Parade Magazine May 30, 1999 page 14

Is Prostate Cancer Test Reliable?

by Isadore Rosenfeld

A RECENT PIECE I WROTE ABOUT prostate cancer has generated an interesting and passionate response.

The essence of the dissent is that the Prostate Specific Antigen test is unreliable at detecting a malignancy and that there is no proof that treating most prostate cancers is effective.

My recommendation- that PSA testing should be done for all men aged 50 to 70 reflects the opinion of most "establishment" urologists, including those at the hospitals at which I work -- Memorial Sloan-Kettering Cancer Center and the New York Presbyterian Hospital. Here are the critics' specifics:

These are compelling arguments. However, the American Cancer Society recommends testing and treatment for prostate cancer, because 179,000 men in the U.S. will learn they have the disease this year, and 37,000 will die from it. Although many tumors remain innocuous, others grow and spread, and some do so early on. Right now, there is no way to tell which tumor will follow which course. But there is growing evidence that PSA testing has in fact lowered the death rate.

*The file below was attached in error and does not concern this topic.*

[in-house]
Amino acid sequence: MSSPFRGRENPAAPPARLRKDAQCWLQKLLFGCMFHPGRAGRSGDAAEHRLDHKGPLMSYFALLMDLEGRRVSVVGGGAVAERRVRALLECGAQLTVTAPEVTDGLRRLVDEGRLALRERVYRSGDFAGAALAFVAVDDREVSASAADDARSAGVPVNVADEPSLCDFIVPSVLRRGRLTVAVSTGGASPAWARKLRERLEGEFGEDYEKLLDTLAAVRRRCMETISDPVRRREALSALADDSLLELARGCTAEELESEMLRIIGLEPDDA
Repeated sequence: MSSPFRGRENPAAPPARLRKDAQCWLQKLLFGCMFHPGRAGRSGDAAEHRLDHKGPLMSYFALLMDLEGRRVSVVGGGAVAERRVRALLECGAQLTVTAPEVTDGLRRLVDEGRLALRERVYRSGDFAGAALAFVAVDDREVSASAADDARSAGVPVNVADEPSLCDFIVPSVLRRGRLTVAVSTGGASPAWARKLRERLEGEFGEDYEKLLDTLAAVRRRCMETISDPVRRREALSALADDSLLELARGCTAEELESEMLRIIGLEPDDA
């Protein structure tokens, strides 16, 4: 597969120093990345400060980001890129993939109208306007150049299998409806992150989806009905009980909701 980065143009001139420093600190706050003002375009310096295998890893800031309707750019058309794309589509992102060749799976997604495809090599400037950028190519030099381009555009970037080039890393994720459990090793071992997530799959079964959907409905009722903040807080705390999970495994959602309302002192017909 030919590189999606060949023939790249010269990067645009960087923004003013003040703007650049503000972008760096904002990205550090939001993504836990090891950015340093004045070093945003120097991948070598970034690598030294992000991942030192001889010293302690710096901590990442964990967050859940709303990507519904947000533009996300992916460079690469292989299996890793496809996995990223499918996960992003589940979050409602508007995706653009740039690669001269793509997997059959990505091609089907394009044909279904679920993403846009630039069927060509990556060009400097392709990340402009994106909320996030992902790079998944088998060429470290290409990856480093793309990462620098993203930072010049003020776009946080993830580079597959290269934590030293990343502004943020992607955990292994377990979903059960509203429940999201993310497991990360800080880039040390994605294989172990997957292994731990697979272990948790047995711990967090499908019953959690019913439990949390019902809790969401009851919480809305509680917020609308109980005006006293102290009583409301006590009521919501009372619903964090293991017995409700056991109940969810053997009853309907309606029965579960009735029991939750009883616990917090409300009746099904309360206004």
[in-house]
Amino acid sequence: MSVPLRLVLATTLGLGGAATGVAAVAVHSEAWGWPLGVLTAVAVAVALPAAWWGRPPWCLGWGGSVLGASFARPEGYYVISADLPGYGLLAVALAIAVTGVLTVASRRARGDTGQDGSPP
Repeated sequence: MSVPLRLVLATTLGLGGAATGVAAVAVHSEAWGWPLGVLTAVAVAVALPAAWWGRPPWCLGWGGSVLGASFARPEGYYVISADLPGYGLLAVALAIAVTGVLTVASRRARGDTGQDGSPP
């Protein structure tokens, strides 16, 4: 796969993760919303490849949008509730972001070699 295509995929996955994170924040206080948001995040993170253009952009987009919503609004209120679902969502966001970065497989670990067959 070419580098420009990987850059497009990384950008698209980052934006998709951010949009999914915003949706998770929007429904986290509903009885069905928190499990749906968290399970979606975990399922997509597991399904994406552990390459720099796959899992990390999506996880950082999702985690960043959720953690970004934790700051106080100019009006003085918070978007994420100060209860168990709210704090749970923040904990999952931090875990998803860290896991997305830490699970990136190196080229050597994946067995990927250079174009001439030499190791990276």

I worry that while I monitor the progress of a cancer, it will suddenly spread. So I inform my patients about the limitations of PSA testing; I tell them prostate cancer is often not life-threatening. Nevertheless, most of them ask for the PSA test because, if they turn out to have cancer, they want it found early enough to be cured.

When I tell them that a third of all men over the age of 50 probably have some form of prostate cancer but that it will cause death in less than 10%, they ask whether I can guarantee that they won't be among that 10%. I can't. So, since neither they nor I want to play Russian roulette with cancer, I recommend PSA testing for all men between 50 and.70.